Lake Bemidji State Park is the northern trailhead for the Paul Bunyan State Trail. Hikers, runners, bicyclists, in-line skaters, and skiers in winter all enjoy this paved route through the woods. Geocachers may find coordinates that bring them out here too.
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Paul Bunyan State Trail T-intersection
At the east edge of the park, the Paul Bunyan State Trail turns north or south. Go north for a short trip up to Big Bass Lake—the west arm is within the park boundary. Or go south, and you can bike, hike, or snowmobile a hundred miles to Brainerd! The trail intersects with the Heartland Trail as well, taking you to Cass Lake or Park Rapids. Many people loop Lake Bemidji by connecting to the city’s bike route along the west side.
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Paul Bunyan State Trail - Big Bass Lake
The northern spur of the Paul Bunyan State Trail makes an easy destination. This rail-to-trail segment rides high above Big Bass Lake on the old railroad grade. The lake’s west arm, within the park boundary, has an eagle nest along the shore; the eastern side is dotted with homes and cabins. North of the park boundary, the route continues as the Blue Ox ATV Trail.
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If you don’t have a boat, or the whitecaps are just too high, the fishing pier is a great place to cast a line. Fish on a spring or fall evening and you might hook a walleye. Try your luck in the summer and it could be a perch or northern. A fish-cleaning house is nearby for your convenience.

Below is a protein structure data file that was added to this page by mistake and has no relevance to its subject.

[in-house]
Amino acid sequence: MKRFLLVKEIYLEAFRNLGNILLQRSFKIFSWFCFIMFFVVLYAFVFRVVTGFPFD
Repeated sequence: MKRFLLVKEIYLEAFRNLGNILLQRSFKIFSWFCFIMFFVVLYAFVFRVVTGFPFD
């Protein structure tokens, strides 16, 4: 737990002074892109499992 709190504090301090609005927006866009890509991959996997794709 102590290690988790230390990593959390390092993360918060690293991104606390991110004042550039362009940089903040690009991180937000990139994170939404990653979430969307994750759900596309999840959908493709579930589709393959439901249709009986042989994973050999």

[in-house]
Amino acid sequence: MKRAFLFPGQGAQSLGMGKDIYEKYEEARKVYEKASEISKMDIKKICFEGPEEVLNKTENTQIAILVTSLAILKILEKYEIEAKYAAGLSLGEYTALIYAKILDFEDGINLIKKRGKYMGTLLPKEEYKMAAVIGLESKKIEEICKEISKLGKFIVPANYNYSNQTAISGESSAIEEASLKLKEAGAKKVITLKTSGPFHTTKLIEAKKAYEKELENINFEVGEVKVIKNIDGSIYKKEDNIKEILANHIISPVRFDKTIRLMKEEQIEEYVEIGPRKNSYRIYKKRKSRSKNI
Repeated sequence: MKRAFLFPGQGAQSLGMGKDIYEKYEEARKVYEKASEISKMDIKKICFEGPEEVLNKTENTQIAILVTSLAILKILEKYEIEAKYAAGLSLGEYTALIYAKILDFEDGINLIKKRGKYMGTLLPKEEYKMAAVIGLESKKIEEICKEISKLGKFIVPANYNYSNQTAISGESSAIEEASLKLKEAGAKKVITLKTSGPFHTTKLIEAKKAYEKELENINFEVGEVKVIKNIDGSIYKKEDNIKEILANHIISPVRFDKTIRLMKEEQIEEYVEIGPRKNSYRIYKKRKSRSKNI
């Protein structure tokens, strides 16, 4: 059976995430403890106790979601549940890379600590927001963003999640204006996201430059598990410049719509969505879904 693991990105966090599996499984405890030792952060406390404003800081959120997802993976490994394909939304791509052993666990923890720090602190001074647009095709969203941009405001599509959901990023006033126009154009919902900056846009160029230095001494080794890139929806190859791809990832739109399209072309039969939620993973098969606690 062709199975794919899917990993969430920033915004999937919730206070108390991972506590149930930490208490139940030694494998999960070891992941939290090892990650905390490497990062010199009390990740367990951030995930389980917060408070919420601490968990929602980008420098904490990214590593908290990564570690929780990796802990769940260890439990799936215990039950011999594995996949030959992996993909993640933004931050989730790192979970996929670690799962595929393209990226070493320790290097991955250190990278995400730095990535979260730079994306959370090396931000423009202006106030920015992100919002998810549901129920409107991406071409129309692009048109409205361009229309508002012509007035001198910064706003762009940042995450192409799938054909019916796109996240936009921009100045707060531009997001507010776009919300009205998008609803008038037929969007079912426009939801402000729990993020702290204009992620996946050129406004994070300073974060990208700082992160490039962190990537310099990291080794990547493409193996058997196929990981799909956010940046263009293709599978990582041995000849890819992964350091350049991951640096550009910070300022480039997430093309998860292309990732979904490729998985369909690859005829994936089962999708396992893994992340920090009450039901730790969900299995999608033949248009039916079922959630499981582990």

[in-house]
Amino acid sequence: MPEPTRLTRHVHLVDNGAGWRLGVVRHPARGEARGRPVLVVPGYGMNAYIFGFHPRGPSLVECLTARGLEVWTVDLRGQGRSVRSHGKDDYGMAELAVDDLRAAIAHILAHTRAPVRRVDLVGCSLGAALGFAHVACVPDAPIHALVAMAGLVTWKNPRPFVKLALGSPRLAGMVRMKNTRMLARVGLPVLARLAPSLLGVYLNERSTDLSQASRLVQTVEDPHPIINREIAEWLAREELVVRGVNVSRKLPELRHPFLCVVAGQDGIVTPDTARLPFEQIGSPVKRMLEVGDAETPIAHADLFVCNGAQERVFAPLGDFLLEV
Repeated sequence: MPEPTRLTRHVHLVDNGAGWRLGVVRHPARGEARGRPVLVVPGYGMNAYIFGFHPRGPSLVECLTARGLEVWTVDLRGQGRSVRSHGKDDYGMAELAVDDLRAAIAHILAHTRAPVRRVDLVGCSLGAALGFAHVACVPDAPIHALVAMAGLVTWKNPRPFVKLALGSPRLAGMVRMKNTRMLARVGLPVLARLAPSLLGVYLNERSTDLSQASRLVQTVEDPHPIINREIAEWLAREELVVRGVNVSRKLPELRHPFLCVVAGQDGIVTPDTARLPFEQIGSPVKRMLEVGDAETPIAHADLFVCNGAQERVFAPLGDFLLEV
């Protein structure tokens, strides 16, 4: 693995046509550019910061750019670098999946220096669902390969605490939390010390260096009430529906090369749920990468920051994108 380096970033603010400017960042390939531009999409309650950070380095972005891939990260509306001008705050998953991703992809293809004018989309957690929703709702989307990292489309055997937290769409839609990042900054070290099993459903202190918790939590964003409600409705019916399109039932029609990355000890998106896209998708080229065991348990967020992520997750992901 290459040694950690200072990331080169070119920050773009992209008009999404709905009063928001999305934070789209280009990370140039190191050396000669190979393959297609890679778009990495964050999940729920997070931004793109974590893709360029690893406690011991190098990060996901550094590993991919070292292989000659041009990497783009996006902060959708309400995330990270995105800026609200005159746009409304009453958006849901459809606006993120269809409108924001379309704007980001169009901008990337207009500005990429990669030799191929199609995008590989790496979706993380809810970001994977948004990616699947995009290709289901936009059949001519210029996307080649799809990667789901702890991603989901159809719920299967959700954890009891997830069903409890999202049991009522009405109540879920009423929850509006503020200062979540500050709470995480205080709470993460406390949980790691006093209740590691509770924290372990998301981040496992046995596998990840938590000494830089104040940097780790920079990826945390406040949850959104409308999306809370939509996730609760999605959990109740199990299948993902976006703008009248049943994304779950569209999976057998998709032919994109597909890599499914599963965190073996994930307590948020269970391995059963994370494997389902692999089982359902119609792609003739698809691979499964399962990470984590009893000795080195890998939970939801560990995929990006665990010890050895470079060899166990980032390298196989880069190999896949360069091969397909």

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The marina includes a loading ramp and eight docks. Campers may leave their boats at a dock for no additional charge during their stay (first come, first served). Two kayaks, two canoes, and two rowboats are available to rent by contacting the park office. A fish-cleaning house is located nearby. The arched bridge over the marina channel is a popular spot for photos.
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Here is your chance to pose with that really big fish—the one that didn’t get away! Or perhaps you’d like to commemorate your summer vacation, family reunion, or wedding here at the park. The Friends of Lake Bemidji State Park helped fund this iconic park sign which features two carved bears.
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The Picnic Shelter was constructed by the National Youth Administration between 1936 and 1940 and placed on the National Register of Historic Places in 1989. The shelter is just a few steps from the water’s edge, making it popular for birthday parties, family reunions, and wedding receptions. Contact the park office for information about renting this shelter for your next get-together.
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Picnic Shelter Interior